(The Hosting News) – In an effort to carry out the pledge made by the Obama administration to bring Internet access to 20 million American students in 15,000 schools, the FCC has said that they plan to double the amount of money it allots to bringing web access to schools and libraries around the country over the next two years, reports The New York Times.
The additional funding will come from restructuring the E-Rate program, a $2.4 billion program that gives money to fund “advanced telecommunications and information services.”
By restructuring this program, funds set up for broadband services in schools and libraries will increase from $1 billion a year to $2 billion.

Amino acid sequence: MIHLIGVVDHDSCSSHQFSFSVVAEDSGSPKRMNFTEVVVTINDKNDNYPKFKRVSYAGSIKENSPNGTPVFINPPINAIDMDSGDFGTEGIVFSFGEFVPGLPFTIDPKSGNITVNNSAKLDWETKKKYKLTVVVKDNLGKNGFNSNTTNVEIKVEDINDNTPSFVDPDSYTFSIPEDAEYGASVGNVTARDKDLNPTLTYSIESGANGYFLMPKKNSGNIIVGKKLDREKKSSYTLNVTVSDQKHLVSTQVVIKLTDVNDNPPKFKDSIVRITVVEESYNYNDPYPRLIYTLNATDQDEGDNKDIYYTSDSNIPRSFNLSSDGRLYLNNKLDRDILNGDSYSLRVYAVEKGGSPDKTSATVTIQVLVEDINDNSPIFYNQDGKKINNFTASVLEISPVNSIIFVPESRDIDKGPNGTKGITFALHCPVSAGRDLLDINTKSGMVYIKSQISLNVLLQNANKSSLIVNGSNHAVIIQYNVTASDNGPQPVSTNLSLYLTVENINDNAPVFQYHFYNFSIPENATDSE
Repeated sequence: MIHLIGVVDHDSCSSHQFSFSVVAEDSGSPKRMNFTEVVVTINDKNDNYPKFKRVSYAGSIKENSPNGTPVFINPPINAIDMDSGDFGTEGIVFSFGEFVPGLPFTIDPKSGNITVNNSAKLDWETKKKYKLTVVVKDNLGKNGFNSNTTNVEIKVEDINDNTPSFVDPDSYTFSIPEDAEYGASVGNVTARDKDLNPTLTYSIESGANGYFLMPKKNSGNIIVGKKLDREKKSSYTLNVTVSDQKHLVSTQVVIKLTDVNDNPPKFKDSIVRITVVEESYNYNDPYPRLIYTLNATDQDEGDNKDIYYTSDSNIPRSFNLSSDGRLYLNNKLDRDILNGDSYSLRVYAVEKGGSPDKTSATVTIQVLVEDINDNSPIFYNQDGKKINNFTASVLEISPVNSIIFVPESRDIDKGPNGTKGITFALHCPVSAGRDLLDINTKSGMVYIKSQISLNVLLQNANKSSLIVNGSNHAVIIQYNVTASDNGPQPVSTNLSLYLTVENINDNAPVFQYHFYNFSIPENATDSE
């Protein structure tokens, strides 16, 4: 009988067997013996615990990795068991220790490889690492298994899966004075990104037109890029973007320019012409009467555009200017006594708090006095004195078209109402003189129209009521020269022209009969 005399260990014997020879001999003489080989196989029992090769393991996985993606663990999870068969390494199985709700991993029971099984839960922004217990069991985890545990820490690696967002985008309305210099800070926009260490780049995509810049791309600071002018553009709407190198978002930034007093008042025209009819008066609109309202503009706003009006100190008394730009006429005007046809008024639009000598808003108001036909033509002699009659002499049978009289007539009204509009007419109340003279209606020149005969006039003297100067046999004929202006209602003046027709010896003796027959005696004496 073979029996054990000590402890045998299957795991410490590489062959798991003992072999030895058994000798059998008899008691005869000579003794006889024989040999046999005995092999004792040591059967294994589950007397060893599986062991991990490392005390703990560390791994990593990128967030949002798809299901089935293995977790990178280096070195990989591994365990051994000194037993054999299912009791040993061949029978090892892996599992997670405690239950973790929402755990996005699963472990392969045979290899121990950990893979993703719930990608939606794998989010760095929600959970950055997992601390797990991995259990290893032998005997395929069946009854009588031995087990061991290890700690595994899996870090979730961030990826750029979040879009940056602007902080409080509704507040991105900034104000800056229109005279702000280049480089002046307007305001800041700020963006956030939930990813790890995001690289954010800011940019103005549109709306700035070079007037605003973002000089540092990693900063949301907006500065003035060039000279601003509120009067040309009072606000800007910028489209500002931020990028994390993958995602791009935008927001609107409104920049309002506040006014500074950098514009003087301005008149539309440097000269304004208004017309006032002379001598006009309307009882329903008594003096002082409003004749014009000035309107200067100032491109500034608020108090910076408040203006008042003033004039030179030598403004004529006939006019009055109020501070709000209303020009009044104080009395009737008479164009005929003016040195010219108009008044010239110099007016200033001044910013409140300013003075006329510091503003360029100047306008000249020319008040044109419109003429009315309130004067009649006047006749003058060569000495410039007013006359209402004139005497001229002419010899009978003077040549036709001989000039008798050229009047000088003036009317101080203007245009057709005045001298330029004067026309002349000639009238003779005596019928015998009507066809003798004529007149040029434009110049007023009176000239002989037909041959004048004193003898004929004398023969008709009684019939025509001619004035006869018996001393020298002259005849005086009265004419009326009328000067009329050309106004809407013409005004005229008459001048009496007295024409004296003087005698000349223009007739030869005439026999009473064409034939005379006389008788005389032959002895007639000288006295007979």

Details on this move will be announced Wednesday by FCC Chairman, Tom Wheeler, at an event for the Digital Learning Day, which is designed to promote the use of technology in education.
“In the Internet age, every student in America should have access to state-of-the-art educational tools, which are increasingly interactive, individualized and bandwidth-intensive,” stated Wheeler in a recent blog post.
The FCC’s plan will not require any additional taxes or fees, instead, the funding will come from using money left over from previous years and from eliminating outdated technology such as dial-up Internet and paging services.
By 2015, the commission hopes to give all schools Internet access of 100 megabits per second and up to one gigabit per second by “the end of the decade.”